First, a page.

The ultimate conclusion of the fix and flip strategy is the flip; the sale of the property. Once all the necessary renovations and repairs are concluded, the property should be listed on the market at a profit-generating margin that is founded on making the required renovations and repairs and can be bolstered by purchasing the property at a wedge.

The Rules Of Fix And Flip.

The fix and flip strategy works within 2 phases of operations which both have individual requirements that need to be successfully undertaken to maximize the probability of success from using the strategy. These phases are the following:

  1. The Entrance Phase.
  2. The Exit Phase.

Phase 1 – The Entrance.

The entrance stage operates within the timeframe of when you as a practitioner of the fix and flip strategy begin to look for a viable property to use the strategy on and concludes when you make an accepted offer to purchase the property.

The entrance phase is focused on fulfilling an “acquisition” criteria for a property to invest in and will not normally require any financial investment from the part of the practitioner.

The acquisition criteria for phase 1 for a fix and flip property will consist of the following:

  • Finding a viable property.
  • Evaluating the viability of the property.
  • Making an offer on the property.

The main rules for the above criteria are subjective to the real estate market the practitioner is in as well as the practitioners’ requirements but will normally be founded in the following expectations and requirements:

a. For Finding a viable property.

As mentioned above, most “fix and flip” viable properties are distressed properties; properties that are being sold under foreclosure or by an initial money lender. This is usually under the assumption that these properties will be sold at a wedge that increases the renovation and profit margin down the line.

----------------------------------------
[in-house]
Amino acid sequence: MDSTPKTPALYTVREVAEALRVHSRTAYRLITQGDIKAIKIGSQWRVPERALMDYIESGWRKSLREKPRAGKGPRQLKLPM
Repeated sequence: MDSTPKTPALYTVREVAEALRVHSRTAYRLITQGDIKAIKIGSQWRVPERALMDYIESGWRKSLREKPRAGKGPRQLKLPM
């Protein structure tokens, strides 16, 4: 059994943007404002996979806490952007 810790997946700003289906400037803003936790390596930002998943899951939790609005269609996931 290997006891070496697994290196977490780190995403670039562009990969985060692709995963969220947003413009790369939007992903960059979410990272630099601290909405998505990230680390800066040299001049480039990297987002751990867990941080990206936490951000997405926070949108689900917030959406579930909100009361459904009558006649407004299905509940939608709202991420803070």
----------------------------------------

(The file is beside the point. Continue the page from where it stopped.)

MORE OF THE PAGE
This is no longer a reliable strategy and the reality of finding a fix and flip the viable property is that it is going to involve days of searching property listings for a property that is in the right location, being sold for the right price and is in the right state to be viable for profitable renovations.

Finding properties is often the easiest part, as most properties; including those that are “fix and flip” viable will be presented in the market via an MLS but the next stage is where the most work is during phase 1.

b. For Evaluating the viability of the property.

Because the assumption of distressed properties being undervalued is no longer reliable and was only generally true during the real estate bubble of 2008.

 Now, finding a viable property for this strategy requires more evaluation work that will require a practitioner to be knowledgeable on the market desires of the real estate industry they operate in. This will often require insight into the following: